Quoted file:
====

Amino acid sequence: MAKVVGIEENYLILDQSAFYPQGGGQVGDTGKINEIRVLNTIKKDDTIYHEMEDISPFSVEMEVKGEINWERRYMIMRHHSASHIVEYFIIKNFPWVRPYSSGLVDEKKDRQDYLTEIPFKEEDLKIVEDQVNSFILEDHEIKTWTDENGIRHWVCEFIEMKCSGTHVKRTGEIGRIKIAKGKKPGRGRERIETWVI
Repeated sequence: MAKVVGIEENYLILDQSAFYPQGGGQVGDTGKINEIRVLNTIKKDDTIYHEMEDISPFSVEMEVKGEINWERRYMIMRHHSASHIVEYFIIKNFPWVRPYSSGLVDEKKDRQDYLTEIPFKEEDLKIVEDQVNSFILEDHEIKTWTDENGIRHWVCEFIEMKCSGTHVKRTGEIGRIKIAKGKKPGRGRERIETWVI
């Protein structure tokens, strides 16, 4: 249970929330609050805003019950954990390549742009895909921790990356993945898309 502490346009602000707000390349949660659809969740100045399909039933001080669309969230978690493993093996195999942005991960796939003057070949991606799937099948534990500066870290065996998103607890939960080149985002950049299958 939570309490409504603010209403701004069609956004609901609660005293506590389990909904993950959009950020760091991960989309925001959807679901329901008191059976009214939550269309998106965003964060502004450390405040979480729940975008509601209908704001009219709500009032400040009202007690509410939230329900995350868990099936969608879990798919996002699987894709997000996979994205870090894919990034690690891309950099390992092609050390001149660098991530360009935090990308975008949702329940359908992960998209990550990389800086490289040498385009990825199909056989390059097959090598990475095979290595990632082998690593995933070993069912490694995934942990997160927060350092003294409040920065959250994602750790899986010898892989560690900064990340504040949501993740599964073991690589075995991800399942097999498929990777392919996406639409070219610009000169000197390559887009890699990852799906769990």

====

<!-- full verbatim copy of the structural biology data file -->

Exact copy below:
Amino acid sequence: MAKVVGIEENYLILDQSAFYPQGGGQVGDTGKINEIRVLNTIKKDDTIYHEMEDISPFSVEMEVKGEINWERRYMIMRHHSASHIVEYFIIKNFPWVRPYSSGLVDEKKDRQDYLTEIPFKEEDLKIVEDQVNSFILEDHEIKTWTDENGIRHWVCEFIEMKCSGTHVKRTGEIGRIKIAKGKKPGRGRERIETWVI
Repeated sequence: MAKVVGIEENYLILDQSAFYPQGGGQVGDTGKINEIRVLNTIKKDDTIYHEMEDISPFSVEMEVKGEINWERRYMIMRHHSASHIVEYFIIKNFPWVRPYSSGLVDEKKDRQDYLTEIPFKEEDLKIVEDQVNSFILEDHEIKTWTDENGIRHWVCEFIEMKCSGTHVKRTGEIGRIKIAKGKKPGRGRERIETWVI
């Protein structure tokens, strides 16, 4: 249970929330609050805003019950954990390549742009895909921790990356993945898309 502490346009602000707000390349949660659809969740100045399909039933001080669309969230978690493993093996195999942005991960796939003057070949991606799937099948534990500066870290065996998103607890939960080149985002950049299958 939570309490409504603010209403701004069609956004609901609660005293506590389990909904993950959009950020760091991960989309925001959807679901329901008191059976009214939550269309998106965003964060502004450390405040979480729940975008509601209908704001009219709500009032400040009202007690509410939230329900995350868990099936969608879990798919996002699987894709997000996979994205870090894919990034690690891309950099390992092609050390001149660098991530360009935090990308975008949702329940359908992960998209990550990389800086490289040498385009990825199909056989390059097959090598990475095979290595990632082998690593995933070993069912490694995934942990997160927060350092003294409040920065959250994602750790899986010898892989560690900064990340504040949501993740599964073991690589075995991800399942097999498929990777392919996406639409070219610009000169000197390559887009890699990852799906769990």